Definition of a baking thrill: Making a loaf of bread that tastes like a great slice of pizza, looks like it was shaped and baked by an expert — and is simplicity itself to execute, no matter your skill level.
We're talking Pane Bianco, our first Bakealong challenge. Filled with fresh basil, tomatoes, garlic, and shredded cheese, this bread has wonderfully soft texture and is packed with flavor. The unique shape is simple to achieve, and makes an impressive presentation.
While the recipe calls for oil-packed sun-dried tomatoes, August is the perfect month to substitute your own home-roasted tomatoes. Pair those tomatoes with basil from your garden, and you'll never enjoy a fresher-tasting stuffed bread.
Let's make it! Read all the way through this blog post before you start; we offer some handy test-kitchen tips at the end.
And remember, take #bakealong photos from start to finish; you'll get some great process shots for Instagram — as well as beauty shots of the final product, of course.
Mix the following together in a bowl:
*See our tips at the end of this post for substituting all-purpose flour for bread flour.
Knead the dough until it's fairly smooth and elastic — by hand, using a mixer, or in your bread machine set on the dough cycle. As you can see, the dough will be quite soft.
Lightly grease a bowl or other large container. Put the dough into the container, cover it, and let it rise for about an hour, or until it's quite puffy; it should just about double in size. I like to use an 8-cup measure to see when it's doubled, but any large-ish bowl will do.
Gently deflate the dough and round it into a workable ball. Let it rest for 10 minutes or so (no need to cover it). This short rest will relax the dough's gluten, making it easier to roll/pat out.
While the dough is resting, gather your filling ingredients:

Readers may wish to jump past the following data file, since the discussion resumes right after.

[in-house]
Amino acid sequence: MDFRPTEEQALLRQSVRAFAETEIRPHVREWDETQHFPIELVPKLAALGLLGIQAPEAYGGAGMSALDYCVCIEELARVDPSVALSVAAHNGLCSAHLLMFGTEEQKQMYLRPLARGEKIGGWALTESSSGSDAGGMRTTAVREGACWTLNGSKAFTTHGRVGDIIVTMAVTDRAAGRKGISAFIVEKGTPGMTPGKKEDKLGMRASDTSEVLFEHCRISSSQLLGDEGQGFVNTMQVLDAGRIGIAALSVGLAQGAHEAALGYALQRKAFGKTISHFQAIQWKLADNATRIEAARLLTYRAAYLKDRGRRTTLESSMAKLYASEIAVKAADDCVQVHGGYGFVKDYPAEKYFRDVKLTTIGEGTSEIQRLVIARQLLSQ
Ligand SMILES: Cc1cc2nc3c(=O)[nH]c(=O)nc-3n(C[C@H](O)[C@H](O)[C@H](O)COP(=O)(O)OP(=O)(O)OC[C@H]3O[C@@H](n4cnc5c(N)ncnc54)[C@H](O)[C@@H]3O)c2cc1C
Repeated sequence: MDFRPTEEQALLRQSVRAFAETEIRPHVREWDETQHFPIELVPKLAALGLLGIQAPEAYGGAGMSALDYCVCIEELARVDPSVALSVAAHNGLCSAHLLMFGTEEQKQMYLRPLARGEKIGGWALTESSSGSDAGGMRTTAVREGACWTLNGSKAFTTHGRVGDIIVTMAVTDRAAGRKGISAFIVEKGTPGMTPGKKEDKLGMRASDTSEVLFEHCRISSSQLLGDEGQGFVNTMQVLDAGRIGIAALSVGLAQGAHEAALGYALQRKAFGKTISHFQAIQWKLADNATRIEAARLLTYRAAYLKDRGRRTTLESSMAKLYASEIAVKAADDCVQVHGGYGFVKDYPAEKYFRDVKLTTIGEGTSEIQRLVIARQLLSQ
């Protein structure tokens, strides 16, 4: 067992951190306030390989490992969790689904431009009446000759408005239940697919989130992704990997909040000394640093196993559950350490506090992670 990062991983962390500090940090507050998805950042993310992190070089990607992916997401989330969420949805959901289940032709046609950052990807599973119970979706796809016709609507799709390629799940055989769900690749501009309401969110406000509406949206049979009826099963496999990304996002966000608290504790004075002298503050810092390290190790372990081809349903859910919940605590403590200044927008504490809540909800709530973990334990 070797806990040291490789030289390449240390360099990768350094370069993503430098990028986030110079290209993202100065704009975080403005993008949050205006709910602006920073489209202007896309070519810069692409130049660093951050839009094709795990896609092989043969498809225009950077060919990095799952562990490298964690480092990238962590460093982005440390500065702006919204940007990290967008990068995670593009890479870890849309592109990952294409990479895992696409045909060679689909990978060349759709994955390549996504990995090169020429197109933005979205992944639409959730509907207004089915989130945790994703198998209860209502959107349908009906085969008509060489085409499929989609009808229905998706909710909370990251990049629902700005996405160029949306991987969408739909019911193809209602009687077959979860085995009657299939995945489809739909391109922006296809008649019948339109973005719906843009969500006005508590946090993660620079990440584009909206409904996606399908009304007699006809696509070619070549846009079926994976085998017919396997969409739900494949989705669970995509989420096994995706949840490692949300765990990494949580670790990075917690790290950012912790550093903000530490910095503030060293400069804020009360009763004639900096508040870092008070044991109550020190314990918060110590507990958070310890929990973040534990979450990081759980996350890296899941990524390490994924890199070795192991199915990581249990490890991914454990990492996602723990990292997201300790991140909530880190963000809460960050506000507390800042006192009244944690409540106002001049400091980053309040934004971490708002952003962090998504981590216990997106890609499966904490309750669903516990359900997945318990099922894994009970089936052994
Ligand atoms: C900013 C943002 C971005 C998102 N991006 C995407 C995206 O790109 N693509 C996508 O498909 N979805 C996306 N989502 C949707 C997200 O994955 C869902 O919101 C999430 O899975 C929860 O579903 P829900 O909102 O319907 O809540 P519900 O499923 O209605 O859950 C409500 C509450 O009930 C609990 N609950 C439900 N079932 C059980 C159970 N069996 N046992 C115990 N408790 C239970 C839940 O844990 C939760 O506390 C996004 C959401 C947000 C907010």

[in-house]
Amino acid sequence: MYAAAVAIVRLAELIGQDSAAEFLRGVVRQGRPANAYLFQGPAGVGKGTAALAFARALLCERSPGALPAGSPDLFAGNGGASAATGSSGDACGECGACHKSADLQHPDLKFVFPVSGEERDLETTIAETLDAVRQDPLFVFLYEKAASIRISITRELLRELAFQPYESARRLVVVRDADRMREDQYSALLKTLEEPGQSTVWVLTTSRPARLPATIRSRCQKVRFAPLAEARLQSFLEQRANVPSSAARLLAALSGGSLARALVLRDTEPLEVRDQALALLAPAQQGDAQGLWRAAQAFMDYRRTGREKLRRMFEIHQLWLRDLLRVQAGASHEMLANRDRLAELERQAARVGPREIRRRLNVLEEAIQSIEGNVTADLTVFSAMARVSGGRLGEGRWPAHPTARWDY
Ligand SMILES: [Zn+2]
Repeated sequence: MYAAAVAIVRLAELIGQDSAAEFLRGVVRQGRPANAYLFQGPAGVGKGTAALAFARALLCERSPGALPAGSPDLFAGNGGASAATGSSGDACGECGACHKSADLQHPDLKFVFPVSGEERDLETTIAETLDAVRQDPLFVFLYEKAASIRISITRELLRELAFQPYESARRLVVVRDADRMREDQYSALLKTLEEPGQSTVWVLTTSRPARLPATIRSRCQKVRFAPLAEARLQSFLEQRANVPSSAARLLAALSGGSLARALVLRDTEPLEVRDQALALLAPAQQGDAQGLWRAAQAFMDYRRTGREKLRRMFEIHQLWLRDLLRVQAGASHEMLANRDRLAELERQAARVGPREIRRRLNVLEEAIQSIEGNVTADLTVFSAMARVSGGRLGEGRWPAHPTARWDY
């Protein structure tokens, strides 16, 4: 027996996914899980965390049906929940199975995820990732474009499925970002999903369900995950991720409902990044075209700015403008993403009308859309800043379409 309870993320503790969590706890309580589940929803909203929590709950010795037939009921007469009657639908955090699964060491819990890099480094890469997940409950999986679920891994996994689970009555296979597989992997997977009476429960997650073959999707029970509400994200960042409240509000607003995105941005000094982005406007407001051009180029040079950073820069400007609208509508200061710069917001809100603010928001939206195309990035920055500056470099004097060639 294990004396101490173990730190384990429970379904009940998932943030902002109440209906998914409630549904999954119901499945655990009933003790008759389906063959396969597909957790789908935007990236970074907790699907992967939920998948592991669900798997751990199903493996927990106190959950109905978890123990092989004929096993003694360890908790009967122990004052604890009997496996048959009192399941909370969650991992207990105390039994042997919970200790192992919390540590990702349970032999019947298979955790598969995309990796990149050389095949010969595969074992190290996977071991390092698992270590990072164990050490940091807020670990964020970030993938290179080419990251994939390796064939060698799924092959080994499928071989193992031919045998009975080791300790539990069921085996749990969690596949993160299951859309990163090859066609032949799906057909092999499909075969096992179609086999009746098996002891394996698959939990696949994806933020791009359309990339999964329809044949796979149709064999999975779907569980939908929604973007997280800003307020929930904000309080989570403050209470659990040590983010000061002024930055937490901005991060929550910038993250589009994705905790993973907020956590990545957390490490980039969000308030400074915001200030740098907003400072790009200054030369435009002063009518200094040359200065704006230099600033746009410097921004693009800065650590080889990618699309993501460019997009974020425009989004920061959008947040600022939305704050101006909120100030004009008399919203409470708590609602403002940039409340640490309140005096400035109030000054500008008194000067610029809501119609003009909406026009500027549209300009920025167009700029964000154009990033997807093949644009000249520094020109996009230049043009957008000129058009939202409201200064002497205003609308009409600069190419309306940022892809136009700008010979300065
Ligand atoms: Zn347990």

3/4 cup shredded Italian-blend cheese or the cheese of your choice
1/2 cup oil-packed sun-dried tomatoes, drained and diced into 1/2" pieces; or your own oven-roasted tomatoes, diced
3 to 6 cloves garlic, peeled and minced
1/3 cup chopped fresh basil, green or purple
Roll and pat the dough into a large rectangle, about 22" x 8 1/2". A rolling mat with marked measurements is a big help here.
Spread the dough with the cheese, tomatoes, garlic, and basil; I'm using purple basil here. Note the tomatoes, too; if you use your own tomatoes, make sure they've been roasted thoroughly enough that they won't exude any additional juice as the bread bakes.
Notice the quantity of filling seems rather spare. No, it's not because I'm a culinary ascetic, but because too much stuffing can lead to a misshapen, messy looking loaf.
Starting with one long edge, roll the dough into a log the long way.
Using kitchen shears, start 1/2" from one end and cut the log lengthwise down the center about 1" deep, to within 1/2" of the other end.
Keeping the cut side up, form an "S" shape. Tuck both ends under the center of the S to form a figure-8; pinch the ends together gently to seal.
Cover and let rise in a warm place until doubled in size, 45 to 60 minutes.
While the loaf is rising, preheat the oven to 350°F.
Uncover the bread, and bake it for 35 to 40 minutes, tenting it with foil after 25 to 30 minutes to prevent over-browning. When it's done, remove the bread from the oven and transfer it to a rack to cool.
Enjoy warm or at room temperature.
So, our first Bakealong challenge looks entirely do-able, right? Trust me, it is. I've made this bread several times in the last few weeks, sometimes adding other ingredients — diced black olives, or artichoke tapenade. Just make sure you don't add TOO much filling. Speaking of:
Pane Bianco Bakealong tips
- Don't want to use bread flour? The bread may not hold its shape quite as well, but feel free to substitute all-purpose flour 1:1 for the bread flour in the recipe. Reduce the water to 1/4 cup.
- Don't be tempted to go heavy on the fillings; over-stuffing this bread will create a messy-looking loaf.
- Be careful not to let the bread rise too long; over-risen bread will lose its shape.
- Some of the filling will be exposed as the bread bakes, which means it may char. When shaping the loaf, tuck any larger pieces of tomato or basil down into the dough. And keep your eye on it. When the loaf is a light golden brown, tent it with aluminum foil to protect the filling from burning.
- Are you baking gluten-free? Try our Gluten-Free Focaccia, following the tip for adding filling.
Interested in more? See our complete collection of Bakealong recipes.